On the road again, we cooled off in Katherine Hot Springs, camped overnight in the bush and the next morning pushed on on the Victoria Highway, west, bound for the Western Australia border.
We passed Timber Creek, where we’d hoped to catch Sarah, only some guy’d jumped behind the bar and threatened her with a bottle (just the tip of the iceberg) so she’d escaped to Broome. More on that later…
In Judbarra (Gregory National Park) we swung off on a three-kilometre stretch of unsealed road, followed by a brief stroll into the bush ’til we came upon Gregory’s Tree – a big old boab sacred to the Ngaringman people and that still clearly displays the inscription carved into it on 2nd July 1856 by Augustus Charles Gregory. (We now know that carving into boabs isn’t such a good idea. The poor thing’s lucky to be alive.) We ate the last of our apples, and honey in sandwiches.
At the border the quarantine guy asked if we had any fruit, honey, etc.
Then he searched the van anyway.
The landscape had by now assumed the rugged beauty of the Kimberley – Australia’s remote north-western corner and “last frontier”, which, in much the same vein as Kakadu and Arnhem Land, is home to escarpments, rivers, waterfalls, gorges, Aborigines, rock art, outstations and pristine coastline, as well as Purnululu (the Bungle Bungles).
After many kilometres we rolled into Kununurra and headed for the Info Centre in search of seasonal work that we knew we wouldn’t be able to stop and take.
Instead I found out there was a distillery in town – the “Hoochery Distillery” – Western Australia’s “oldest legal still” – so we picked up Weaber Plain Road (you can also catch this directly from the Victoria Highway) and headed north for about ten minutes or so.
The wind shook the palms.
The doors were barred.
We rang a big old bell overhead and after a minute or two a woman (“Desley”) came and let us in.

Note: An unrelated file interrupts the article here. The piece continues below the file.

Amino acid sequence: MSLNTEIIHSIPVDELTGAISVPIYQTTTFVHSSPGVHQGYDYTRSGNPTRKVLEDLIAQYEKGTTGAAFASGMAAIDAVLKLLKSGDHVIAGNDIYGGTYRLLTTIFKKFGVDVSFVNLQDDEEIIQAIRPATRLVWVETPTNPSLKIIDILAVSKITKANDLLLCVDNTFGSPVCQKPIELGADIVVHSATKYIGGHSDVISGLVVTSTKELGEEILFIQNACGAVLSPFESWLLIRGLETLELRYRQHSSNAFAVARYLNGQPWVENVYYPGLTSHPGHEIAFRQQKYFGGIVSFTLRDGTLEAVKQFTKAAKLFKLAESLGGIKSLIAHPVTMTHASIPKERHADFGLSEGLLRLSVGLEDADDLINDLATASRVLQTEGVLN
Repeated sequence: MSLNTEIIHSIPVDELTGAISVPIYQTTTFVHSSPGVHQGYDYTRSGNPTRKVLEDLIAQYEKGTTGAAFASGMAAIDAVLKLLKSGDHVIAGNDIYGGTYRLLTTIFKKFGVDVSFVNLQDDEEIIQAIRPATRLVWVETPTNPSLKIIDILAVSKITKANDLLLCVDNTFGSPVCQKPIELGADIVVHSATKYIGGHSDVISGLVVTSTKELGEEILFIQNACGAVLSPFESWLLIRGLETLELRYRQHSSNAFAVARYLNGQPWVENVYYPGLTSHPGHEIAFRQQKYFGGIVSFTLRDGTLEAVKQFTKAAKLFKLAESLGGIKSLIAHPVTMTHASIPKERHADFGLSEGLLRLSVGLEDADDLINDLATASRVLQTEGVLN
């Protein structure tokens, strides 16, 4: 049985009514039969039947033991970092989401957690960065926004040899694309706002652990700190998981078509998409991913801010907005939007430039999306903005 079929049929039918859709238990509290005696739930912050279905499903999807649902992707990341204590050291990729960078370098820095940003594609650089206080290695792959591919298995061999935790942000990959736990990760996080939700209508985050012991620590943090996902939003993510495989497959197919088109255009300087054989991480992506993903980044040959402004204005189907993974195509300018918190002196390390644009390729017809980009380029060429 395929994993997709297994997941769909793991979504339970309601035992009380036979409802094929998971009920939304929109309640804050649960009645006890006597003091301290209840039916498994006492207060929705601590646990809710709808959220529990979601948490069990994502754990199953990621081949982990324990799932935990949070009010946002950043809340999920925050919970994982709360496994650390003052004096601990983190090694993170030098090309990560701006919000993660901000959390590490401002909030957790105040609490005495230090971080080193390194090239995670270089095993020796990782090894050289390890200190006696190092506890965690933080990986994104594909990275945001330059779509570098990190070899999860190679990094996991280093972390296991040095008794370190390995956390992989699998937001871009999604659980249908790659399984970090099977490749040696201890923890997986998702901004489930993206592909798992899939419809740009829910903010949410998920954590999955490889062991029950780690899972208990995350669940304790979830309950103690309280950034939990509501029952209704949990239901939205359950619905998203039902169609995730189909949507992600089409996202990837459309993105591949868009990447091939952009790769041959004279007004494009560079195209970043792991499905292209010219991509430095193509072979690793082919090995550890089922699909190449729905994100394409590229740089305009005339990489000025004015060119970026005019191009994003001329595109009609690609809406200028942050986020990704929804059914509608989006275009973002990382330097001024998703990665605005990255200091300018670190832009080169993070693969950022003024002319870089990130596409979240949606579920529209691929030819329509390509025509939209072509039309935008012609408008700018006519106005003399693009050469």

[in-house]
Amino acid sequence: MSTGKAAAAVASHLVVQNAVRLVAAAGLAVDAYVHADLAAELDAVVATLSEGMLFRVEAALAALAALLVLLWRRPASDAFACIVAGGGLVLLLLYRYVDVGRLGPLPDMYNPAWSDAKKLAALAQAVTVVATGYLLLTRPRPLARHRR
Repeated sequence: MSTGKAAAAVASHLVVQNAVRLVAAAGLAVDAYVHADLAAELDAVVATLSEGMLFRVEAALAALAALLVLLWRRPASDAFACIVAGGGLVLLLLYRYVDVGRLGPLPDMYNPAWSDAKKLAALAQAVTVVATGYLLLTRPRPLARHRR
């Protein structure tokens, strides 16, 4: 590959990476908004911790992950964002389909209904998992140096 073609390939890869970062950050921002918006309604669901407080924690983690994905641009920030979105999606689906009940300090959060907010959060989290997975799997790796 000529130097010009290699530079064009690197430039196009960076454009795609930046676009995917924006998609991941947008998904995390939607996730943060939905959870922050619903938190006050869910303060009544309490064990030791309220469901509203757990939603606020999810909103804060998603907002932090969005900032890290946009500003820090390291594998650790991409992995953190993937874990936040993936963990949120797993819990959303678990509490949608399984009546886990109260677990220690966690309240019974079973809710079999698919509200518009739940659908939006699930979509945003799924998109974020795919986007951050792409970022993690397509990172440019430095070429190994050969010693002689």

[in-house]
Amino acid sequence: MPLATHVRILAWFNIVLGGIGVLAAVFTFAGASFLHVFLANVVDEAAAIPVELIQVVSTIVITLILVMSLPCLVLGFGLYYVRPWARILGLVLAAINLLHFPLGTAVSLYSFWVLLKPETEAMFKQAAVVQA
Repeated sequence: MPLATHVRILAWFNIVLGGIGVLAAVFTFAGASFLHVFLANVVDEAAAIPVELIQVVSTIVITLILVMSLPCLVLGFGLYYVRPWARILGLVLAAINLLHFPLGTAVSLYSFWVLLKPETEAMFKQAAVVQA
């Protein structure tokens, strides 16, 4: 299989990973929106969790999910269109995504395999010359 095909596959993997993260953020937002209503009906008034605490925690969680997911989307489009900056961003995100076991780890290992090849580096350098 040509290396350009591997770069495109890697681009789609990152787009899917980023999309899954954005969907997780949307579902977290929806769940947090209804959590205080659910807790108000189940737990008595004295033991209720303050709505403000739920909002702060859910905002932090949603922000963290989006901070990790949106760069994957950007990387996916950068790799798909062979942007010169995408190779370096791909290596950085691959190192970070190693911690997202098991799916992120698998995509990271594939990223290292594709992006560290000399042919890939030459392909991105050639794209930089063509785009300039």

“There’s a storm coming,” she said.
Desley was nice and friendly – like maybe she’d been on the rum a little herself. She told us about the current owner, “Spike”, otherwise known as Raymond Bernard Dessert (pronounced “Desert”) III (“the Third”).
The distillery’s “Honk and Holler Cafe” blended the vibrant Mexican colours and American styling (wagon wheels) of his southern Californian past with Aussie tin and other recycled local junk.
Their Ord River Rum is “Australia’s Best Rum,” having won the gold in Melbourne, 2014. (Bundaberg’s not going to be happy about that.)
For $5 we tried a paddle of three rums:
- The mahogany charcoal filtered, 56% Overproof Ord River Rum, which is simply gorgeous!
- The Single Barrel Ord River Rum, which came in at around 78%
- The Raymond B. Whiskey
…and finished off with the heady and “famous Ord River Rum cake”, which even though I’m not usually a cake guy is fucking amazing!
The other offerings at Hoochery currently include:
- Kimbeley Moon white rum
- Spike’s Reserve limited release, 10 year aged rum
- Premium Dark Ord River Rum
- Cane Royale Liqueur with chocolate and coffee
- Aguardiente Verde Aniseed Liqueur
After saying goodbye to Desley, we fuelled up at the Shell garage (where we encountered our first “free coffee for the driver”) and raced the storm out of there.
That night, after dark, we pulled up at the new Muluk Rest Area, where a plaque told us that a 25 year old kid called “Muluk” had recently passed away here. It didn’t say how he’d passed away. Well, at least if we get murdered in the night, this will become the “Roy, Ruth & Muluk Rest Area” …